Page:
NBA Draft 2011: Could Kemba Walker Fall out of the Lottery?
Standing at only 6'1", Kemba Walker finished his collegiate basketball career on top of the world. He led his Connecticut Huskies to not only the Big East Tournament title, but also the national championship in his junior season.
After two years of steady improvement, Walker showed that he was going to be the team's backbone when he dominated the Maui Invitational to deliver some national attention to a previously unranked Huskies unit. Connecticut went on to become the first team to win all three tournaments in the same season.
Walker scored 90 points during the Maui Invitational in only three games. He also hit a game-winning jump shot after breaking the ankles of Pittsburgh's Gary McGhee in the Big East Tournament quarterfinals.
Basically, Kemba showed that hitting big shots is what he wants to do for a living.
The question on everyone's mind now is whether or not Kemba's talent will show on the biggest stage of them all. He decided to leave UConn after three seasons to enter the NBA draft, but who will draft him?
Here's a look at some reasons why teams would or wouldn't take a chance on Kemba Walker as a lottery pick.
Positive No. 1: Winning Program
In his three years at Connecticut, Walker compiled a record of 85-30. In picking a school, Kemba chose to go somewhere that had winning deeply ingrained in its basketball programs.
The University of Connecticut had recently saw the likes of Emeka Okafor and Ben Gordon graduate. A national championship wasn't too far behind them, having finished on top in 2004 and 1999.
Walker stepped on campus and had an immediate impact on the team.
Instead of trying to bring attention to a previously unknown team, Kemba liked the idea of joining one of the best. The Huskies are a part of the Big East, a conference that is slowly becoming the most feared in college basketball.
If Walker is taken in the lottery, he will be playing for a squad that missed the playoffs in 2010-11.
Will he be able to be a program-changer?
Positive No. 2: Scoring Ability
After 12 games this season, Kemba Walker led the NCAA with 26.7 points per game.
Walker liked to handle the ball and knew many different ways to get it to the rim or get open for a jumper. However, teams started to key in on Walker. UConn head coach Jim Calhoun deployed a system where Walker would do more things off the ball.
This change helped Walker continue to carry the Huskies to success.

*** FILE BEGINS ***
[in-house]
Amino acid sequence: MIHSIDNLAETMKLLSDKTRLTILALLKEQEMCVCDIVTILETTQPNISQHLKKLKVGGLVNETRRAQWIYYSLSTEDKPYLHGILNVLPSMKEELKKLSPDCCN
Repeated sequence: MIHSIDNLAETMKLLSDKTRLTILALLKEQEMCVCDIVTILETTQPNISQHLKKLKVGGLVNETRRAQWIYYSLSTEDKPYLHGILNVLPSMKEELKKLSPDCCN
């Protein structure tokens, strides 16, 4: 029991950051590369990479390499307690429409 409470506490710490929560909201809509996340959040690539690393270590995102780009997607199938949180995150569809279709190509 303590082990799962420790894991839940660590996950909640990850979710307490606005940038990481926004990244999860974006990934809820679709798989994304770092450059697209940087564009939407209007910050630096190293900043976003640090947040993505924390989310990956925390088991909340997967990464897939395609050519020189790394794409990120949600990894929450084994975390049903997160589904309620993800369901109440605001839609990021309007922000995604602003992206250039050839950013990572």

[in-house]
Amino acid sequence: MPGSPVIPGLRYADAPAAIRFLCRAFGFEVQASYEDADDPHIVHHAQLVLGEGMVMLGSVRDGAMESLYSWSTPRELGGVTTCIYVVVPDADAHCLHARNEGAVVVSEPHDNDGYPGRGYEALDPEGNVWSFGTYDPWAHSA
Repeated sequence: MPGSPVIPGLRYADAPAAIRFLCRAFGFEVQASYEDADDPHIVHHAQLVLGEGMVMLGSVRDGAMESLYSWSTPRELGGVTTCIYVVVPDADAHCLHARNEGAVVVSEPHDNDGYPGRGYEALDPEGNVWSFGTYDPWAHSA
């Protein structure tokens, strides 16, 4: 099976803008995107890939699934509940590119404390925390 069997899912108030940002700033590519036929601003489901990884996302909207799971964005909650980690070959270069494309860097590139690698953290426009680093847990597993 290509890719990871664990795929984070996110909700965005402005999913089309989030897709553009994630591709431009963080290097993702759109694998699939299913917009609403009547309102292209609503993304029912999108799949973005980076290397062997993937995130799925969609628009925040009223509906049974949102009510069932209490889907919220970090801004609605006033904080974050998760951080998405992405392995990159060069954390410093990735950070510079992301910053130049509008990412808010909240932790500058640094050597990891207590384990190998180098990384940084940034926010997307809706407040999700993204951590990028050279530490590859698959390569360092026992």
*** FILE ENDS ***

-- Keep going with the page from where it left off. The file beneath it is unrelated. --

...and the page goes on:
Kemba thrived in this system, scoring more baskets off the catch-and-shoot than from slashing to the rim. Without this change, Kemba may have had a much tougher time creating his own shot. Walker still has a thick repertoire of offensive moves that make him a great scorer. His variety makes him a tough stop on any given night.
If he is taken as a lottery pick, there's a good chance he'll be creating a lot of the shots he takes.
Positive No. 3: Team Leader
When an NBA team has a chance to select in the lottery, they hope to draft someone that has the credentials of a future captain. Maybe this player was a captain in college. Maybe they had a better understanding of the sport than most.
On rare occasions, a team gets a player that was their college team's best player and also possessed the potential of an assistant coach.
Walker might be that type of player.
At his size, Walker needs to have many physical and mental talents that minimize the impact of his height. It wasn't rare to find him up in one his teammate's ears trying to drill some information in.
Walker had taken the role of the leader at UConn—I'm sure he'll want to re-discover that role in the big leagues.
Positive No. 4: Pressure Player
Three tournament titles don't lie.
Walker may actually play better with the game on the line than he does early in contests or in blowouts. He seems to find another gear when the team needs a big shot or a defensive stop.
Players like Kobe Bryant and Dirk Nowitzki can vouch for how important that is for a player. Neither Bryant nor Nowitzki has left the team they played their first NBA game for. Teams are reluctant to let go of a player that relishes under the huge pressure of a postseason game.